With a civil war raging in their home country that has already killed thousands of civilians, 31 Yemeni high school exchange students are “trapped by uncertainty” as their U.S.
While the benefits of international experience and global skills are widely recognized, U.S. colleges and universities struggle to diversify access to international education and study abroad, according to a recent article in the Chronicle of Higher Education.
On the occasion of the recent annual conference of NAFSA: Association of International Educators, U.S. Secretary of Education Arne Duncan stressed the importance of international education noting that:
Researchers at California’s Westmont College are engaging in a study that scans students’ brains in the hopes of detecting signs of growth brought about by study abroad experiences, the Chronicle of Higher Education reports.
As it enters its second year, the Generation Study Abroad initiative will use scholarships and targeted outreach about study abroad programs – including more inclusive marketing materials – to increase diversity among study abroad participants, reports Insight Into Diversity.
The U.S. Department of State announced that it will launch a study abroad branch to increase diversity among study abroad participants, build partnerships with foreign governments, and promote opportunities in non-traditional destinations, The Pie News reports.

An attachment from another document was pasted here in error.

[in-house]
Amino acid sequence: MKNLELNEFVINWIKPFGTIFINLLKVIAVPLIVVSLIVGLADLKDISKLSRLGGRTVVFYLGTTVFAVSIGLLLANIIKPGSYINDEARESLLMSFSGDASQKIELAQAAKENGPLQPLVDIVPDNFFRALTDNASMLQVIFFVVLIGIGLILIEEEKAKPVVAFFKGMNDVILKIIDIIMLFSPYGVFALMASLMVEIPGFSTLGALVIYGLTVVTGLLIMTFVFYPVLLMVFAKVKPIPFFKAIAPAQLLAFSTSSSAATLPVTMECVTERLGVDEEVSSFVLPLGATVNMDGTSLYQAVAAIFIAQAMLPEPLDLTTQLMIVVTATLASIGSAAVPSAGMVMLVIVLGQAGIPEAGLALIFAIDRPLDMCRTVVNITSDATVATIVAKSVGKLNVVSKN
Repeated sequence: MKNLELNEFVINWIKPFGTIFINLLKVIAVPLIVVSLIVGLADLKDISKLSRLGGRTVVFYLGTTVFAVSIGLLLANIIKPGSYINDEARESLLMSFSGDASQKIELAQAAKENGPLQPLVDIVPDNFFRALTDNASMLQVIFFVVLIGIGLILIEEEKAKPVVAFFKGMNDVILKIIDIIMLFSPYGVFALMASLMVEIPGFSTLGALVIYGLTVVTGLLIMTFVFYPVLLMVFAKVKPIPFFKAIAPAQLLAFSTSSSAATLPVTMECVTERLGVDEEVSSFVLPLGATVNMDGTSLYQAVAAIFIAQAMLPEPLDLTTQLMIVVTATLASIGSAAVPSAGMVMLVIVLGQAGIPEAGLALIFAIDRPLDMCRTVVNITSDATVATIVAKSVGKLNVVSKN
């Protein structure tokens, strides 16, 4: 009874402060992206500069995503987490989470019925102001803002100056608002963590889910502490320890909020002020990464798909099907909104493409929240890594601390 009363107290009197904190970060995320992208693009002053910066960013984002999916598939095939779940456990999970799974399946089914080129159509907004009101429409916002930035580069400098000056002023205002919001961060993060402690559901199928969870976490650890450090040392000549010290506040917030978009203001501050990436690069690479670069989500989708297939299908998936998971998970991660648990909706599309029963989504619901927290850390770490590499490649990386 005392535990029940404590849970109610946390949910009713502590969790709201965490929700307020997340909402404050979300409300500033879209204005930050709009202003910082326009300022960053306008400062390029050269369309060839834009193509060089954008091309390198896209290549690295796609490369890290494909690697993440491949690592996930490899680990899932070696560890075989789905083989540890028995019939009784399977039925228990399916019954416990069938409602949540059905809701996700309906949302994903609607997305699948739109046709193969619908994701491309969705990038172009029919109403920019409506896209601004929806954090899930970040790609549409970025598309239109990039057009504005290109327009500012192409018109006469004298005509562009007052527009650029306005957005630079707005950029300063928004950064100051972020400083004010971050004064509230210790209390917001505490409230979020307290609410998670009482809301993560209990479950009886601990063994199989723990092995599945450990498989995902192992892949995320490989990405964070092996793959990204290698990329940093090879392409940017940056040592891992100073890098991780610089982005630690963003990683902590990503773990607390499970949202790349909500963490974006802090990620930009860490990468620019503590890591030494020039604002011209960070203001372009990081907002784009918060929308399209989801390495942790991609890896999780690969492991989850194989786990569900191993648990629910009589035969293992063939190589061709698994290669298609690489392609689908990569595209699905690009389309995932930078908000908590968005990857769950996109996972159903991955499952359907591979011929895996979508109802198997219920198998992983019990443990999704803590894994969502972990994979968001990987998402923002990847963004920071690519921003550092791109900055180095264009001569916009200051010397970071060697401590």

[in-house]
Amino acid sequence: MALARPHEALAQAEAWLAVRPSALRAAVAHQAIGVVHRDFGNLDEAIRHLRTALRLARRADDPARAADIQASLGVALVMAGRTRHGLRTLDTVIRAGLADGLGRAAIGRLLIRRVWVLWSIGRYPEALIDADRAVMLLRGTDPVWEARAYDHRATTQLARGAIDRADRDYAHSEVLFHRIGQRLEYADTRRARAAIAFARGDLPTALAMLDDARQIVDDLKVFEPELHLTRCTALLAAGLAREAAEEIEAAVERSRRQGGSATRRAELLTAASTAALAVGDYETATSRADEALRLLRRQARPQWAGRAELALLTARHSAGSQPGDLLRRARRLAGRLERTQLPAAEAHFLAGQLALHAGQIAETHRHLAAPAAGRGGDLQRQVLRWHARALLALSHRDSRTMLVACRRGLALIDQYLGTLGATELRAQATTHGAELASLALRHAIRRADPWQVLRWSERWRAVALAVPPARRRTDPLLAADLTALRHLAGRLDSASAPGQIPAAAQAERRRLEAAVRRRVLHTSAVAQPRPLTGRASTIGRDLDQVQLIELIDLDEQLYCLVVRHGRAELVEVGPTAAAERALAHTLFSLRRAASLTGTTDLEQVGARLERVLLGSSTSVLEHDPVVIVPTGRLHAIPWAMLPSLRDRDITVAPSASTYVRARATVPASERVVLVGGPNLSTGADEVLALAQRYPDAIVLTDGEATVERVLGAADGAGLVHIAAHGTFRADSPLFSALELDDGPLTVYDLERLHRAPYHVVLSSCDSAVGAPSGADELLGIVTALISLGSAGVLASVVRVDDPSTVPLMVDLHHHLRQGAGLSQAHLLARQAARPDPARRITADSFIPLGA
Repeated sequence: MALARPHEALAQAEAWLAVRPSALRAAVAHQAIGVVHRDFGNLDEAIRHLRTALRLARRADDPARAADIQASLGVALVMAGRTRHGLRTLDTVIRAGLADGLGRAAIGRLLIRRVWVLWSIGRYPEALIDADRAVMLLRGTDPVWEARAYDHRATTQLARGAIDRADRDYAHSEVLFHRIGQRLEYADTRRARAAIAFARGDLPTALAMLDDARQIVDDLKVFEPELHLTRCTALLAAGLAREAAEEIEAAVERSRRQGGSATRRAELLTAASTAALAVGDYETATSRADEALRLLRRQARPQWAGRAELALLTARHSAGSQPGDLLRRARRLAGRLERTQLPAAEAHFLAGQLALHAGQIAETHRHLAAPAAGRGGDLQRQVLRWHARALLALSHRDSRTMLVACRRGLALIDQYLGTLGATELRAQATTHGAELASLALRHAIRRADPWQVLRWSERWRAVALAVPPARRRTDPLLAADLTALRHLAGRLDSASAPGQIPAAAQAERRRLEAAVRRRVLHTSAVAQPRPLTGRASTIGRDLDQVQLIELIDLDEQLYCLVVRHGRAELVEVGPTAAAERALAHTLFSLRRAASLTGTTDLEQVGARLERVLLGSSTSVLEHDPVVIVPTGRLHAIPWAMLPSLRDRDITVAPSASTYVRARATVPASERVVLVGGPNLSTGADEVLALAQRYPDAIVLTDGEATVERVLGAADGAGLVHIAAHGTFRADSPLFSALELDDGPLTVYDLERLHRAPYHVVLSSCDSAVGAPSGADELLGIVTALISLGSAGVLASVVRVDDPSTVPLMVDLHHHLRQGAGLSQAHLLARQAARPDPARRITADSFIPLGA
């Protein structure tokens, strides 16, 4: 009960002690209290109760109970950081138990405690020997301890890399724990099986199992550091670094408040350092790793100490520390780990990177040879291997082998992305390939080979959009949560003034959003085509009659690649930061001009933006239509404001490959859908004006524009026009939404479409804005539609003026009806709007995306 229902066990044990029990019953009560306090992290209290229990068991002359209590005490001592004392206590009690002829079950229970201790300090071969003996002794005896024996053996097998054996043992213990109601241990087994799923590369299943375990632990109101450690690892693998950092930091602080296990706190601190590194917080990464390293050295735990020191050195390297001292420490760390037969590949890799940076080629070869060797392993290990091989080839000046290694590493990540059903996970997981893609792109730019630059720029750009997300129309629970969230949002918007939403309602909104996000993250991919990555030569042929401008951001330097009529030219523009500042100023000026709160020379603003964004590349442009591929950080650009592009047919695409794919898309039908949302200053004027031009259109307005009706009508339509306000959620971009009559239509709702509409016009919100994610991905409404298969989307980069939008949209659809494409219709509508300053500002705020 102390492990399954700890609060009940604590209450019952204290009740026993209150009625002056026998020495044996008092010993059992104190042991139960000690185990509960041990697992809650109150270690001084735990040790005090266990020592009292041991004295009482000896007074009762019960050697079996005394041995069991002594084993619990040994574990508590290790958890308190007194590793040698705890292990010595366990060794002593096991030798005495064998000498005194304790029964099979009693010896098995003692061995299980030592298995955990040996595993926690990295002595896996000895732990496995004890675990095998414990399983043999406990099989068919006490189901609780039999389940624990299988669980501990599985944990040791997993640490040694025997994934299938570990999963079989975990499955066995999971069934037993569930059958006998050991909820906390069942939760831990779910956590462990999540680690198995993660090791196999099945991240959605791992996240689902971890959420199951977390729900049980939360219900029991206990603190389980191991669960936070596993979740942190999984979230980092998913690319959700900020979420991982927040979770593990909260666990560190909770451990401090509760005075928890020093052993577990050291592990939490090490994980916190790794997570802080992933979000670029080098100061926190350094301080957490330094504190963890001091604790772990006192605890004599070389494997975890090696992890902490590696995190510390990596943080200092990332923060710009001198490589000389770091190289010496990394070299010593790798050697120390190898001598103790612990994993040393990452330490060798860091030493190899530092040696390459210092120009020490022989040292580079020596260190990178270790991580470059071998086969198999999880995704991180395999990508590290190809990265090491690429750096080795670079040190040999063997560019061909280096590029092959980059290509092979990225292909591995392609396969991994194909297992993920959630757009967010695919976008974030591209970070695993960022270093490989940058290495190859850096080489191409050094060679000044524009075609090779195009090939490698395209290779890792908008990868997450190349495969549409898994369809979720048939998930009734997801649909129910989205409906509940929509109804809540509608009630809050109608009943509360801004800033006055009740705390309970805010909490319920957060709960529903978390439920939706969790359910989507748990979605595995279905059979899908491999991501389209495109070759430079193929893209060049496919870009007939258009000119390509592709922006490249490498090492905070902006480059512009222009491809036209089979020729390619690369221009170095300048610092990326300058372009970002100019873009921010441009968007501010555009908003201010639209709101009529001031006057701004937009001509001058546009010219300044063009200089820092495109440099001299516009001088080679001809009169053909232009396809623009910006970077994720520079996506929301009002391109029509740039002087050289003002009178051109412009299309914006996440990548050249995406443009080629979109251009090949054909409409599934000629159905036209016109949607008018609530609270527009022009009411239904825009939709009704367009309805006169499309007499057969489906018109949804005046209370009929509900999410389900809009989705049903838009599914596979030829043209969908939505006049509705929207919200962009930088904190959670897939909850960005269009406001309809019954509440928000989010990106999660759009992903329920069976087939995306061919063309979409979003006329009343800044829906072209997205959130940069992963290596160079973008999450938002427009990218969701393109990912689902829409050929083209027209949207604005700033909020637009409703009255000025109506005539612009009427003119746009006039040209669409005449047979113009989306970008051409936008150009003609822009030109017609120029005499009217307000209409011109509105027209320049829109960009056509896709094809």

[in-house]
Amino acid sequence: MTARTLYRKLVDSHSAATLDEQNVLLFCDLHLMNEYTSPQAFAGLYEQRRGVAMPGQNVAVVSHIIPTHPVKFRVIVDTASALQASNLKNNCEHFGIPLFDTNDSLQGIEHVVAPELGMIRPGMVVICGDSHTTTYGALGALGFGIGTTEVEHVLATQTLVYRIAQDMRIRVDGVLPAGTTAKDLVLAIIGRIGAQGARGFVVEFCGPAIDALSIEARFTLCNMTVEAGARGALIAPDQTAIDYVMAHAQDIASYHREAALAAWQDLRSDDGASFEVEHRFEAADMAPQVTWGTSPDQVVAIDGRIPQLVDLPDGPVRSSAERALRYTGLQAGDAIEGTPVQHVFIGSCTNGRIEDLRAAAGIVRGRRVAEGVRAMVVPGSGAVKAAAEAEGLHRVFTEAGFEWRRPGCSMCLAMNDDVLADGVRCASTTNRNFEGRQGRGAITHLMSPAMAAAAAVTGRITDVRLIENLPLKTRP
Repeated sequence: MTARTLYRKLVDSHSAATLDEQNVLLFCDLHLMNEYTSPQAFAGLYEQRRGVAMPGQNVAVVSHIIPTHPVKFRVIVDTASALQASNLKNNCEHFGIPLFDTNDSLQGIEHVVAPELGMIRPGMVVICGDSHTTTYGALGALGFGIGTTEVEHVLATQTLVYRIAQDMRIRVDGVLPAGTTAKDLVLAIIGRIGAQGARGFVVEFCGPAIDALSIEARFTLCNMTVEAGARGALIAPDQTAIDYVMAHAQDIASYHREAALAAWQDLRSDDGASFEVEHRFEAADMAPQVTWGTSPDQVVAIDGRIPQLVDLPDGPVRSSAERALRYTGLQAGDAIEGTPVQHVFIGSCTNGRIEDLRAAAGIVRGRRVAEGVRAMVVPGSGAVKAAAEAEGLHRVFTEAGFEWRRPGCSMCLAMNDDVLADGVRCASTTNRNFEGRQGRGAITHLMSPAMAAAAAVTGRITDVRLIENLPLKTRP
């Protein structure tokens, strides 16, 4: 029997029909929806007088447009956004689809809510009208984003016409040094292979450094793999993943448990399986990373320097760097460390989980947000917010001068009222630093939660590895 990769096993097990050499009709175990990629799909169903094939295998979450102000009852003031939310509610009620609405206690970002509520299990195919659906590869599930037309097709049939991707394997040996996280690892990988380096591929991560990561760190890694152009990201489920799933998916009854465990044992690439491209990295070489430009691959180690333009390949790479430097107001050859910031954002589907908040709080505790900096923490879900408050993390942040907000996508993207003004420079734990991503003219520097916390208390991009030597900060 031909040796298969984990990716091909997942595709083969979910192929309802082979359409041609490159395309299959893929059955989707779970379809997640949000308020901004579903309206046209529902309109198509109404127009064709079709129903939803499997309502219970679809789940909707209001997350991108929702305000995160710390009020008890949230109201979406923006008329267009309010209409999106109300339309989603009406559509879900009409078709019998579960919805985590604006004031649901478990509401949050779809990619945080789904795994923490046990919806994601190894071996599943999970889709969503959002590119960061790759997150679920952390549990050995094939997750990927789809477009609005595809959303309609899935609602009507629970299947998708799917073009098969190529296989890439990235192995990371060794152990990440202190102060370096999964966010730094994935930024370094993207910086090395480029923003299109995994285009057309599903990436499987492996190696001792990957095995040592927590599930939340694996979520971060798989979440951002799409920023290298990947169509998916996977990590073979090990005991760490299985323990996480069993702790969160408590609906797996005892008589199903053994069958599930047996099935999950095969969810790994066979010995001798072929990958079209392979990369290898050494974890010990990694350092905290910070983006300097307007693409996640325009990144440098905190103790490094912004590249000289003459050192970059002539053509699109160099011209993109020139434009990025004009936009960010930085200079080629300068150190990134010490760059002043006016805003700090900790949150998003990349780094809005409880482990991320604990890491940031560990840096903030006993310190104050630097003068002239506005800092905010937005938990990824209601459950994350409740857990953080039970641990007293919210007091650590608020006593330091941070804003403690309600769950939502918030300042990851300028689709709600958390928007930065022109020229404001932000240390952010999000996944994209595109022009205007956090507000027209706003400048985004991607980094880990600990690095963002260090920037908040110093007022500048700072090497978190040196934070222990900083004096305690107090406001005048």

Evan Ryan, the Assistant Secretary of State for Educational and Cultural Affairs, noted the State Department’s desire to increase diversity in study abroad participation and efforts in building partnerships:
Dr. Dan Davidson, president of the American Councils for International Education, testified last week in front of the House Appropriations Subcommittee on State, Foreign Operations, and Related Programs, discussing the merits of people-to-people exchanges and their ability to foster “positive social and economic changes.” He urged the subcommittee to increase support for exchanges in Eastern Europe and Eurasia, recent areas of conflict.
Five former U.S. ambassadors to Germany believe that the decision to cut funding for the Congress-Bundestag Youth Exchange program (CBYX) by 50 per cent “runs contrary to U.S. interests”:
“At a time when our two countries need to work together more closely on numerous transatlantic and global issues, slashing this successful program is the wrong decision for German-American relations.”
The closure of a once commonly used visa track, for post-study international students to work in the U.K., has had negative impacts on British businesses and universities, The Pie News reports.